Euro NCAP releases its annual Year in Numbers where it considers the highs and lows as well as some of the emerging trends that have appeared throughout one year of results. 2022 will be remembered as a record year. Never before did Euro NCAP conduct as many safety tests or have so many newcomers in the programme. The addition of Austria and Norway as new members also increased Euro NCAP’s geographic coverage.
During 2022, overall, Euro NCAP published a total of 73 safety ratings, of which 67 were for brand-new car models, including 65 models with the lowest safety specification and two ratings for models with optional equipment – and six for variants of previously tested models.
2022 has been an exceptionally challenging year for the automotive industry. Not only has the sector had to deal with new safety, emission, and cybersecurity regulations, but it has also had to contend with the economic repercussions of the invasion of Ukraine, Brexit, and the challenges related to shortages of semiconductor chips, materials, and labour. Out of respect for these challenges and to ease the burden on industry, Euro NCAP delayed the introduction of its new protocols until the beginning of 2023.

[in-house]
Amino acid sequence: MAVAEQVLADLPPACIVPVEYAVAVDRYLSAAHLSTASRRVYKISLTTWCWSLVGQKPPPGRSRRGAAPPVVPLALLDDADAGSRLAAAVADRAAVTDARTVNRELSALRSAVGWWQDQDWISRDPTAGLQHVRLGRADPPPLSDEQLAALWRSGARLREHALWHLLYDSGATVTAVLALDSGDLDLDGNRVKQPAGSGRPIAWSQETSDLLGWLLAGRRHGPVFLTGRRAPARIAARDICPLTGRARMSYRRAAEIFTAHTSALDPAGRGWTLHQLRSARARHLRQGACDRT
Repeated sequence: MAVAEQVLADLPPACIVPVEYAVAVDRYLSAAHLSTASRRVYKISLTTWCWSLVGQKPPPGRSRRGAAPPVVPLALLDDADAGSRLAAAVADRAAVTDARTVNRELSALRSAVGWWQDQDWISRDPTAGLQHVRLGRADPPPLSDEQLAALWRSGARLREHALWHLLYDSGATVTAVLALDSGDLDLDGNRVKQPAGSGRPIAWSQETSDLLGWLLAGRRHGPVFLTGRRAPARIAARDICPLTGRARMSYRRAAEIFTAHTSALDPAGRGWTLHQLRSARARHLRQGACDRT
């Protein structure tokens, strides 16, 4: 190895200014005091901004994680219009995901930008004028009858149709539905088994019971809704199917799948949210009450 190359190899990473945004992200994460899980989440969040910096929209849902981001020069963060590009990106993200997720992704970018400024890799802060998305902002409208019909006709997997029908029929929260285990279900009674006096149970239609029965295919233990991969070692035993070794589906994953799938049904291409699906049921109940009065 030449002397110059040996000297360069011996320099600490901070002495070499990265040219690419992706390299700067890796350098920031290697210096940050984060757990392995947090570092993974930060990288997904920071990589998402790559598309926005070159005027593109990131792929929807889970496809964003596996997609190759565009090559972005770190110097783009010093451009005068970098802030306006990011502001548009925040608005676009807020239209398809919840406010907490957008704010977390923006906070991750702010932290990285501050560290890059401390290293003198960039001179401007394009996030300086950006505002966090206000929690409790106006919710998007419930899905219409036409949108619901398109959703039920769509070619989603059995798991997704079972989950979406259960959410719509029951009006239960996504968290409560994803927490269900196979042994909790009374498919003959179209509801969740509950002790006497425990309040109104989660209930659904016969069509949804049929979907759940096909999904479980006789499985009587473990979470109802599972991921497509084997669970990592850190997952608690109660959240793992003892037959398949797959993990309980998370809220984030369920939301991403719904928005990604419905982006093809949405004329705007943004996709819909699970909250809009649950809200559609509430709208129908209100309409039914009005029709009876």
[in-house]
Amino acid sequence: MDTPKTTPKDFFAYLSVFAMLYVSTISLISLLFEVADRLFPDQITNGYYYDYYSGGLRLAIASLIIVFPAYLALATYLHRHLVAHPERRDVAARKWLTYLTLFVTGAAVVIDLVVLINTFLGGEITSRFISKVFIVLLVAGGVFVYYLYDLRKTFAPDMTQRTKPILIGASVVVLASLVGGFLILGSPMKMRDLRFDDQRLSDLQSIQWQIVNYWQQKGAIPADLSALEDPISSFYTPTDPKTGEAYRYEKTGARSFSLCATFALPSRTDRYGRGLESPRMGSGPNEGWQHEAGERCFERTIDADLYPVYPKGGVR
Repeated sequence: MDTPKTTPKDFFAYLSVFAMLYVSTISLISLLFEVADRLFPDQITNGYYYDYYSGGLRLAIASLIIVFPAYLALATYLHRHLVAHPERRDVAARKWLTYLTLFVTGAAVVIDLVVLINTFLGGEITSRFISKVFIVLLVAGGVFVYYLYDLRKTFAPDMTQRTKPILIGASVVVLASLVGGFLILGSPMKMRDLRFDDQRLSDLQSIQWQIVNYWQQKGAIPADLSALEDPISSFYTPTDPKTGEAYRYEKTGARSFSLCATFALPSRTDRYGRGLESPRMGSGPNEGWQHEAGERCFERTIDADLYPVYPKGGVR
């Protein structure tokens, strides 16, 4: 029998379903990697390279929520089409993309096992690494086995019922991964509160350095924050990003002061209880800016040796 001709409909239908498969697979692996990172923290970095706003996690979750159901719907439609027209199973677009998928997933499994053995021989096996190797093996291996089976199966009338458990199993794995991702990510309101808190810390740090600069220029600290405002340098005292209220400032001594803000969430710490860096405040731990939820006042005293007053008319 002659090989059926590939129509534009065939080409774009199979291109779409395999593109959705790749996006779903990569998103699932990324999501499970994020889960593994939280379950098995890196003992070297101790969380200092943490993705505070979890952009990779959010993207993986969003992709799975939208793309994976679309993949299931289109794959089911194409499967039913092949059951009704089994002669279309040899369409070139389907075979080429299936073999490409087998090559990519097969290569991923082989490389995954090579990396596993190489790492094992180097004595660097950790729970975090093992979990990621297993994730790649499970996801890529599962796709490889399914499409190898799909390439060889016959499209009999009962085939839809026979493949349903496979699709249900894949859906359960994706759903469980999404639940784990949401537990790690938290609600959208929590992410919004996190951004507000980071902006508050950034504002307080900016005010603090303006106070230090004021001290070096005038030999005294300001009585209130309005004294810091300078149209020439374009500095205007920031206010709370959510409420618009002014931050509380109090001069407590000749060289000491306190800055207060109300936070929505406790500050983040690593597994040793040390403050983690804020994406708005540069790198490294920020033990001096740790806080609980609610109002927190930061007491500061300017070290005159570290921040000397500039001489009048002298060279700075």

Taking advantage of the additional year, the latest models scored very well against the criteria. 15 out of 65 cars received four stars (22%), while 50 cars received five stars (78%) overall. In contrast to 2021, no vehicles received three stars or less.
- As in 2021, the EV market continues to expand quickly. In 2022, full electric vehicles made up 22 out of 65 new models, a percentage of 34% and five out of six Euro NCAP’s Best in Class winners were electric. Many new players have entered the European market, largely thanks to the increasing popularity of EVs.
- Seven brands made their Euro NCAP debut in 2022, six of which originate from China.
- Centre airbags to reduce injuries in far-side crashes are one of the new safety elements that have recently been recognised. Of the 65 new cars examined, 47 (72%) came with standard front-seat centre airbags.
- Attention assist systems are increasingly common in cars. In 2022, most vehicles evaluated by Euro NCAP, 94%, already included a system for detecting driver drowsiness. In 53 out of 61 cases this is delivered by monitoring of steering-wheel input and/or lane position, while in 9 cars direct driver eye tracking or a combination is used.